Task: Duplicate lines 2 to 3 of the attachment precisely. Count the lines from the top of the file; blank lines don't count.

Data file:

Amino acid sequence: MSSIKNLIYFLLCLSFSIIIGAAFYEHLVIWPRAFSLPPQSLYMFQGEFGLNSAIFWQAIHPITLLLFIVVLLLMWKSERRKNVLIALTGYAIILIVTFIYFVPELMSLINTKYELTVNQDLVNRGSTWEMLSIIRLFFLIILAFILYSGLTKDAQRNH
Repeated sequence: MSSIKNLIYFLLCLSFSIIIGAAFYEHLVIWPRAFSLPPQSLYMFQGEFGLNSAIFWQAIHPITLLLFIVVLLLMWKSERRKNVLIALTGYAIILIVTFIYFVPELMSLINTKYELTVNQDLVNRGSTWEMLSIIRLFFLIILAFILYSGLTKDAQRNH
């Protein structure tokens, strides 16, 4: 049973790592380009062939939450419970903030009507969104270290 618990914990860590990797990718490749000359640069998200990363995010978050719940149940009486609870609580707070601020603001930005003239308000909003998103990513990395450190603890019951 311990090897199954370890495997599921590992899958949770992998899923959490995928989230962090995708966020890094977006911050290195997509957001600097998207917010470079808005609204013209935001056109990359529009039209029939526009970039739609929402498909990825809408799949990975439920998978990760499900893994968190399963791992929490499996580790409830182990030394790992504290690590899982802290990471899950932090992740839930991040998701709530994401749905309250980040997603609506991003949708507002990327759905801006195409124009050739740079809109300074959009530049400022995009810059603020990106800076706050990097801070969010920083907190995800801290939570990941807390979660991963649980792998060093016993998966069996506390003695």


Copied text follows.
Repeated sequence: MSSIKNLIYFLLCLSFSIIIGAAFYEHLVIWPRAFSLPPQSLYMFQGEFGLNSAIFWQAIHPITLLLFIVVLLLMWKSERRKNVLIALTGYAIILIVTFIYFVPELMSLINTKYELTVNQDLVNRGSTWEMLSIIRLFFLIILAFILYSGLTKDAQRNH
């Protein structure tokens, strides 16, 4: 049973790592380009062939939450419970903030009507969104270290 618990914990860590990797990718490749000359640069998200990363995010978050719940149940009486609870609580707070601020603001930005003239308000909003998103990513990395450190603890019951 311990090897199954370890495997599921590992899958949770992998899923959490995928989230962090995708966020890094977006911050290195997509957001600097998207917010470079808005609204013209935001056109990359529009039209029939526009970039739609929402498909990825809408799949990975439920998978990760499900893994968190399963791992929490499996580790409830182990030394790992504290690590899982802290990471899950932090992740839930991040998701709530994401749905309250980040997603609506991003949708507002990327759905801006195409124009050739740079809109300074959009530049400022995009810059603020990106800076706050990097801070969010920083907190995800801290939570990941807390979660991963649980792998060093016993998966069996506390003695």